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- Males
- Females
- Juveniles & Unsexed

- Adults
- Juveniles & Unsexed

- C. sarasinorum
- E. agricolae
- M. chahoua
- Mourning Geckos
- Electric Blue Geckos

- Artemis
- Páyos
- The Terrapins

- Constant Latitude Line
- Glowstick Line
- Knabstrup Line
- Smaug Line
- Whipped Cream Line

- Kuiper Line
- Lava Flow Line
- Ring of Fire Line

Click photos below to enlarge.

Mourning geckos are an extremely unique reptile, as they are one of the few species that is parthenogenic. This means females produce viable eggs without ever coming into contact with a male - the hatchlings are essentially clones of their mothers! They are kept much like New Caledonian species such as the crested gecko in regards to care, such as being arboreal and fed primarily CGD. However, they are a fairly social species and do better in groups and due to personal preference, I also keep my young geckos under UVB and at slightly warmer than room temperature. In the wild, mourning geckos have an extremely widespread distribution including many Pacific islands such as New Caledonia, Japan, and Hawaii, as well as being found in Central and South America and Australia. They are a very adaptable species and no one is completely sure where they originated, especially since they are a hybrid.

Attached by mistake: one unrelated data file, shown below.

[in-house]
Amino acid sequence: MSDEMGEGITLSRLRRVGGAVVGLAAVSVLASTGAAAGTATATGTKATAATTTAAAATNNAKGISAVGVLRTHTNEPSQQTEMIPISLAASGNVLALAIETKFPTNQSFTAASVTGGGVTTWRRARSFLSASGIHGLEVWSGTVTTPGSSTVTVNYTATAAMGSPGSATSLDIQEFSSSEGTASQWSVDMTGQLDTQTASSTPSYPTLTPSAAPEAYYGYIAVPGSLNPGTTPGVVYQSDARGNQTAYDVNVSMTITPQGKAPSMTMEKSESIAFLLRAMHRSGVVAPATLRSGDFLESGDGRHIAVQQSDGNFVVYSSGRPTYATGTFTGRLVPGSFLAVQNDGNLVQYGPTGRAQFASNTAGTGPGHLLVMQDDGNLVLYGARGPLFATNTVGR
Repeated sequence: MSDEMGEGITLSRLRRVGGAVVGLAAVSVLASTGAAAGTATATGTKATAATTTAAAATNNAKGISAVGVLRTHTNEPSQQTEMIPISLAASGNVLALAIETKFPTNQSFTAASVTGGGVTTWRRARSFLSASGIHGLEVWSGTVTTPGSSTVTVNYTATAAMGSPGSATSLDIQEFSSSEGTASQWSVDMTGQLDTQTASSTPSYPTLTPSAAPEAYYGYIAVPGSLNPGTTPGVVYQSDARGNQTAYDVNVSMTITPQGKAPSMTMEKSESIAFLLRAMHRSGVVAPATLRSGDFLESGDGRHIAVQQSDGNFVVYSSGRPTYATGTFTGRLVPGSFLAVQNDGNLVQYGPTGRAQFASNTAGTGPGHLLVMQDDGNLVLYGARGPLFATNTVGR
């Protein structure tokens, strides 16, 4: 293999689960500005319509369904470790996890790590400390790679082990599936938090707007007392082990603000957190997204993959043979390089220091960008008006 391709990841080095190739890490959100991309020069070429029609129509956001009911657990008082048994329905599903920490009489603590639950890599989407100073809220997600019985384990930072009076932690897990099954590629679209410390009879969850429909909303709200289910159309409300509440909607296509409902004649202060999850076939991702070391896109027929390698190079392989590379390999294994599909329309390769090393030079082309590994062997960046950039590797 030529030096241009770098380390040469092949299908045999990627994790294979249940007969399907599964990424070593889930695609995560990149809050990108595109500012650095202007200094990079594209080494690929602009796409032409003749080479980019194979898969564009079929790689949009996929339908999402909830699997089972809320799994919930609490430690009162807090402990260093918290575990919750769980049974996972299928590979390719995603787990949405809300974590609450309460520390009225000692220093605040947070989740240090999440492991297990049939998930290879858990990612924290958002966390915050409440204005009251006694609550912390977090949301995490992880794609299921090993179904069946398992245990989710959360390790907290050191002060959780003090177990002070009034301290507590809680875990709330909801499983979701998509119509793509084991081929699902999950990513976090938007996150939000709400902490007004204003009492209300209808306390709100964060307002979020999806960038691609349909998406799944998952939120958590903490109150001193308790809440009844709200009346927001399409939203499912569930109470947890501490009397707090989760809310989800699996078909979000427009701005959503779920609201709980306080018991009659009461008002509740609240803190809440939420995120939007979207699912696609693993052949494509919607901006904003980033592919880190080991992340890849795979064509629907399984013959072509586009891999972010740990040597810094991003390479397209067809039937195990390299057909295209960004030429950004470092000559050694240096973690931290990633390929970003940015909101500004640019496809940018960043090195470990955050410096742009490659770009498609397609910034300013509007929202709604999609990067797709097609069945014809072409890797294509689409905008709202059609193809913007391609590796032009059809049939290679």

I started out with two young mournings from A.F. Parker in fall 2012. I immediately fell in love - they are extremely active, fun to observe, and even vocalize in little "chirps"! They are diurnal so most active at dawn and dusk, though are awake periodically during the day and night as well. It is refreshing to have a gecko species that is not nocturnal! They are very fast and difficult to handle, as well as notorious little houdinis (I lost one for several weeks only days after she arrived, but she survived her escape to be found healthy as a horse). However, I think the big personalities found in such tiny bodies make up for those things! They are always watching me when I'm watching them, and are rarely in one place for very long. My geckos are actively laying fertile eggs and after building my colony to be a bit larger (already added one more!), I hope to continue to successfully raise the hatchlings and make them available to others interested in keeping this fascinating and adorable species.

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